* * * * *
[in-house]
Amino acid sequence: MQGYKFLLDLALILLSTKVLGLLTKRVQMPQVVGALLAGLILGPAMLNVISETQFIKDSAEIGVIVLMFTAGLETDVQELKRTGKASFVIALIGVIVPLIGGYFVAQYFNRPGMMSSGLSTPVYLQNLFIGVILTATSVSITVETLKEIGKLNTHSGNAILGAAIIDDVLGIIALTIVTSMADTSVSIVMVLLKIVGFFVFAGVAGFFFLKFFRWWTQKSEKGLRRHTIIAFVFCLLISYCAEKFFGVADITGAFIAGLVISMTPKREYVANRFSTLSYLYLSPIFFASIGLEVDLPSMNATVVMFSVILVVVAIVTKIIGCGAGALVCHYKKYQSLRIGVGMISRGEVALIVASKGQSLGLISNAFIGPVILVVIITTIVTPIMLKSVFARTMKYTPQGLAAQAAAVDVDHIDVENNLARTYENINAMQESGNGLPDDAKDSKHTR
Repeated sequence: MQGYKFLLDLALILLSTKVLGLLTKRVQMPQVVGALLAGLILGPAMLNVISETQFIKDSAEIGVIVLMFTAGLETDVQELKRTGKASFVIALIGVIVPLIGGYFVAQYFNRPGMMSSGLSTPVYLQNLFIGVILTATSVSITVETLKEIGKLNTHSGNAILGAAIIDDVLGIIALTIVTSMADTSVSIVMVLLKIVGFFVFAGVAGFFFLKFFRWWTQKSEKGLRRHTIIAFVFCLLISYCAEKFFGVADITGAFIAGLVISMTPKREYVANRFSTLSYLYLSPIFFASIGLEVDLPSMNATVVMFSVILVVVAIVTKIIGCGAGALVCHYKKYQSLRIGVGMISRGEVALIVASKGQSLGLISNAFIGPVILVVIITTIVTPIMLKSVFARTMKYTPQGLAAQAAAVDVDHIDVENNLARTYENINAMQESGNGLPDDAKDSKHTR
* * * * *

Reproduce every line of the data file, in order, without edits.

[in-house]
Amino acid sequence: MQGYKFLLDLALILLSTKVLGLLTKRVQMPQVVGALLAGLILGPAMLNVISETQFIKDSAEIGVIVLMFTAGLETDVQELKRTGKASFVIALIGVIVPLIGGYFVAQYFNRPGMMSSGLSTPVYLQNLFIGVILTATSVSITVETLKEIGKLNTHSGNAILGAAIIDDVLGIIALTIVTSMADTSVSIVMVLLKIVGFFVFAGVAGFFFLKFFRWWTQKSEKGLRRHTIIAFVFCLLISYCAEKFFGVADITGAFIAGLVISMTPKREYVANRFSTLSYLYLSPIFFASIGLEVDLPSMNATVVMFSVILVVVAIVTKIIGCGAGALVCHYKKYQSLRIGVGMISRGEVALIVASKGQSLGLISNAFIGPVILVVIITTIVTPIMLKSVFARTMKYTPQGLAAQAAAVDVDHIDVENNLARTYENINAMQESGNGLPDDAKDSKHTR
Repeated sequence: MQGYKFLLDLALILLSTKVLGLLTKRVQMPQVVGALLAGLILGPAMLNVISETQFIKDSAEIGVIVLMFTAGLETDVQELKRTGKASFVIALIGVIVPLIGGYFVAQYFNRPGMMSSGLSTPVYLQNLFIGVILTATSVSITVETLKEIGKLNTHSGNAILGAAIIDDVLGIIALTIVTSMADTSVSIVMVLLKIVGFFVFAGVAGFFFLKFFRWWTQKSEKGLRRHTIIAFVFCLLISYCAEKFFGVADITGAFIAGLVISMTPKREYVANRFSTLSYLYLSPIFFASIGLEVDLPSMNATVVMFSVILVVVAIVTKIIGCGAGALVCHYKKYQSLRIGVGMISRGEVALIVASKGQSLGLISNAFIGPVILVVIITTIVTPIMLKSVFARTMKYTPQGLAAQAAAVDVDHIDVENNLARTYENINAMQESGNGLPDDAKDSKHTR